- World Nomads – I buy all my travel insurance from World Nomads. They have great customer service, competitive prices, and in-depth coverage. I’ve been using them since I started traveling in 2003. Don’t leave home without it!
Galway Gear and Packing Guide
If you’re heading on the road and need some gear suggestions, here are my tips for the best travel backpack and for what to pack!
The Best Backpack for Travelers
Straps: Thick and cushy with compression technology that pulls the pack’s load up and inwards so it doesn’t feel as heavy.
Features: Removable top lid, large pocket at the front, hydration compatible, contoured hip belt
If you want something different, refer to my article on how to choose the best travel backpack for tips on picking a pack and other backpack suggestions.
What to Pack for Your Trip
- 1 pair of jeans (heavy and not easily dried, but I like them; a good alternative is khaki pants)
- 1 pair of shorts
- 1 bathing suit
- 5 T-shirts (Unbound Merino is my preferred company. If you’re a member of NM+, you can get 15% off your purchase)
- 1 long-sleeved T-shirt
- 1 pair of flip-flops
- 1 pair of sneakers
- 6 pairs of socks (I always end up losing half)
- 5 pairs of boxer shorts (I’m not a briefs guy!)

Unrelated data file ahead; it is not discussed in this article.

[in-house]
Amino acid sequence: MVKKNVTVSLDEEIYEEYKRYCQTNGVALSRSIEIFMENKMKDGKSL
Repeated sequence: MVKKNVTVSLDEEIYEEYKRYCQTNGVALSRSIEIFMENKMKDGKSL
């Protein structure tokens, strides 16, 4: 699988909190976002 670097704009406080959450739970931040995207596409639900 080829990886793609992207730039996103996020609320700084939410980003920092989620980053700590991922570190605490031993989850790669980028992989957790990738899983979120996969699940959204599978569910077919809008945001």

- 1 toothbrush
- 1 tube of toothpaste
- 1 razor
- 1 package of dental floss
- 1 small bottle of shampoo
- 1 small bottle of shower gel
- 1 towel
Small Medical Kit (safety is important!!!)
- Hydrocortisone cream
- Antibacterial cream
- Hand sanitizer (germs = sick = bad holiday)
- A key or combination lock (safety first)
- Zip-lock bags (keeps things from leaking or exploding)
- Plastic bags (great for laundry)
- Universal charger/adaptor (this applies to everyone)
- LifeStraw (A water bottle with a purifier)
Female Travel Packing List
I’m not a woman, so I don’t know what a woman wears, but Kristin Addis, our solo female travel guru, wrote this list as an addition to the basics above:
- 1 swimsuit
- 1 sarong
- 1 pair of stretchy jeans (they wash and dry easily)
- 1 pair of leggings (if it’s cold, they can go under your jeans, otherwise with a dress or shirt)
- 2-3 long-sleeve tops
- 2-3 T-shirts
- 3-4 spaghetti tops
- 1 light cardigan
- 1 dry shampoo spray & talc powder (keeps long hair grease-free in between washes)
- 1 hairbrush
- Makeup you use
- Hair bands & hair clips
- Feminine hygiene products (you can opt to buy there too, but I prefer not to count on it, and most people have their preferred products)
For more on packing, check out these posts:
Galway Travel Guide: Suggested Reading
Angela’s Ashes: A Memoir, by Frank McCourt